CSS Selma (1861-1864), named Florida in 1861-62.
Later USS Selma (1864-1865)
CSS Selma , a 320-ton side-wheel gunboat, was built in 1856 at Mobile, Alabama, as the civilian coastal steamer Florida . Taken over by the Confederate Government in April 1861, she was converted to a warship, retaining the name Florida . She served in the New Orleans, Lake Ponchartrain, Mississippi Sound and Mobile Bay areas throughout her career, successfully engaging the U.S. Navy ship Massachusetts on 19 October 1861 and the USS Montgomery on 4 December of that year. The gunboat was renamed Selma in July 1862. She was sunk by a snag near Mobile in February 1863, but was quickly repaired and returned to service.
During the Battle of Mobile Bay on 5 August 1864, Selma , commanded by First Lieutenant Peter U. Murphey , was one of three Confederate gunboats that joined CSS Tennessee in fighting the Union fleet as it passed Fort Morgan. After the Federal ships had entered Mobile Bay, USS Metacomet was sent in chase of the Selma . Following an hour's pursuit, the Confederate ship was hit by gunfire and forced to surrender.
Immediately taken into U.S. Navy service as USS Selma , she helped bombard Fort Morgan later in August and served in Mobile Bay until January 1865, when she was transferred to New Orleans, Louisiana. Selma decommissioned in July 1865 and was sold at that time to civilian owners. She thereafter operated as a merchant steamer under the same name. On 24 June 1868, the SS Selma foundered off the mouth of the Brazos River, Texas.
"Battle of Mobile Bay, August 5, 1864"
Reproduction of an 1864 pen & ink drawing by George S. Waterman, C.S.N., depicting the action as seen from above and inside the entrance to Mobile Bay.
Confederate ships present are (as identified on the drawing): Selma , Morgan , Gaines (shown twice, in the battle line, and beached off Fort Morgan after the battle) and Tennessee.
Union monitors shown are (from the front of the line): Tecumseh (sinking after striking a mine), Manhattan , Winnebago and Chickasaw. The leading two steam sloops in the Union line are Brooklyn and Hartford .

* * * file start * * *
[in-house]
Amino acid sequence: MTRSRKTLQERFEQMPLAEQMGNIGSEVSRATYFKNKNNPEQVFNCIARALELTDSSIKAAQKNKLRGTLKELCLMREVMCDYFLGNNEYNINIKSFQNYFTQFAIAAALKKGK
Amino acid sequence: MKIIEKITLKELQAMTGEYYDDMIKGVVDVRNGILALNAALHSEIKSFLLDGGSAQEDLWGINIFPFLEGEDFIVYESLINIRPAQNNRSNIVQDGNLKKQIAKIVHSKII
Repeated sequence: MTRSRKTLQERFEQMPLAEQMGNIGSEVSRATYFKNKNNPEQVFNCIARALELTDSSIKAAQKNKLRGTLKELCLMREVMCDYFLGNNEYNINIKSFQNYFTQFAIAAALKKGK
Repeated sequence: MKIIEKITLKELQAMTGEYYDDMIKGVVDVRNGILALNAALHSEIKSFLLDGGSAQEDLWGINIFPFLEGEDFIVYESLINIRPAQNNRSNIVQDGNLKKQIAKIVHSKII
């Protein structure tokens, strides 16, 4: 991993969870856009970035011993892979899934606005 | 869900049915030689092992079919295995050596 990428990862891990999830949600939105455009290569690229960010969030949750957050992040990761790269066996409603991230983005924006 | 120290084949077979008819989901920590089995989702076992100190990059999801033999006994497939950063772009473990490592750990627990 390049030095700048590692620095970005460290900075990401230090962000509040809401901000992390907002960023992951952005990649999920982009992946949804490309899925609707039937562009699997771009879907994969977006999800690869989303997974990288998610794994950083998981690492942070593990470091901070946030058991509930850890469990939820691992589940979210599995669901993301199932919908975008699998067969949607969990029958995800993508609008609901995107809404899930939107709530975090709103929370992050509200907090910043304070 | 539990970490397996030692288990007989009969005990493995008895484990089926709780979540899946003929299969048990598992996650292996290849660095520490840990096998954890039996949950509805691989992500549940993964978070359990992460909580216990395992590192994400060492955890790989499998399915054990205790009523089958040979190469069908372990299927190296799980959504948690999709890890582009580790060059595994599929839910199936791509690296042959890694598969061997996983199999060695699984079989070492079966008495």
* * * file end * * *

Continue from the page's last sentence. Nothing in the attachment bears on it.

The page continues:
Small diagram in the lower right represents the various efforts by Union ships to ram the Tennessee later in the action.
Capture of CSS Selma by USS Metacomet , 5 August 1864
Engraving by Winham, "from a War-time sketch", published in "Battles and Leaders of the Civil War", depicting an incident of the Battle of Mobile Bay.
Blockaders, Refugees, and Contrabands: Civil War on Florida'S Gulf Coast, 1861-1865
Coastal Florida had a refugee crisis as the war progressed. Escaped slaves ("contrabands") sought out the blockaders. Some joined the U.S. Navy. White men and their families sought to avoid conscription or vengeful neighbors/regulators and eventually sought refuge with the blockaders
Duel on the Roanoke - The True Story of the CSS Albemarle
A 158-foot Confederate ironclad ship built in a cornfield 90 miles up North Carolina's Roanoke River, under the direction of an 18-year-old boy, and the deadly cat-and-mouse game between the two opposing captains.
Wolf of the Deep: Raphael Semmes and the Notorious Confederate Raider CSS Alabama
In July 1862, the Confederate captain Raphael Semmes received orders to report to Liverpool, where he would take command of a secret new British-built steam warship.
Confederate Ironclad 1861-65
Every aspect of Confederate ironclads is covered: design, construction, armor, armament, life on board, strategy, tactics, and actual combat actions.